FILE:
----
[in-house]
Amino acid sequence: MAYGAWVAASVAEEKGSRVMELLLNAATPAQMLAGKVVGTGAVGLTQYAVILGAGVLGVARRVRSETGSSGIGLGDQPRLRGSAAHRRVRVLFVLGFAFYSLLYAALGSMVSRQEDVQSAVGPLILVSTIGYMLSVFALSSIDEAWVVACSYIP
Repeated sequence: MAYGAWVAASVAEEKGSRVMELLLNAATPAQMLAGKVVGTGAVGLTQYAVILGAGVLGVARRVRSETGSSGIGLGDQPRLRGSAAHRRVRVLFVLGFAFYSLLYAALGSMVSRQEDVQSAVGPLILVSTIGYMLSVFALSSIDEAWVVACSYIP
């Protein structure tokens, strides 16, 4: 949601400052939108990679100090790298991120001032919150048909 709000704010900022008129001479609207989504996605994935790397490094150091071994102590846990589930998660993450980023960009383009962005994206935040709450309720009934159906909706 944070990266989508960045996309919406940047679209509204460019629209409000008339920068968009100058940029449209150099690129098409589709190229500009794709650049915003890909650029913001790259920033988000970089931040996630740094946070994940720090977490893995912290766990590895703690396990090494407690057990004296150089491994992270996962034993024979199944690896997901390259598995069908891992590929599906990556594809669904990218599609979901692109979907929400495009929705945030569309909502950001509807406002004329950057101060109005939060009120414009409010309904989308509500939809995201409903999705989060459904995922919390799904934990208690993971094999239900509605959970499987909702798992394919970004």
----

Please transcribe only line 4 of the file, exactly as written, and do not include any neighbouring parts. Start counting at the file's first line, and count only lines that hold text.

């Protein structure tokens, strides 16, 4: 949601400052939108990679100090790298991120001032919150048909 709000704010900022008129001479609207989504996605994935790397490094150091071994102590846990589930998660993450980023960009383009962005994206935040709450309720009934159906909706 944070990266989508960045996309919406940047679209509204460019629209409000008339920068968009100058940029449209150099690129098409589709190229500009794709650049915003890909650029913001790259920033988000970089931040996630740094946070994940720090977490893995912290766990590895703690396990090494407690057990004296150089491994992270996962034993024979199944690896997901390259598995069908891992590929599906990556594809669904990218599609979901692109979907929400495009929705945030569309909502950001509807406002004329950057101060109005939060009120414009409010309904989308509500939809995201409903999705989060459904995922919390799904934990208690993971094999239900509605959970499987909702798992394919970004």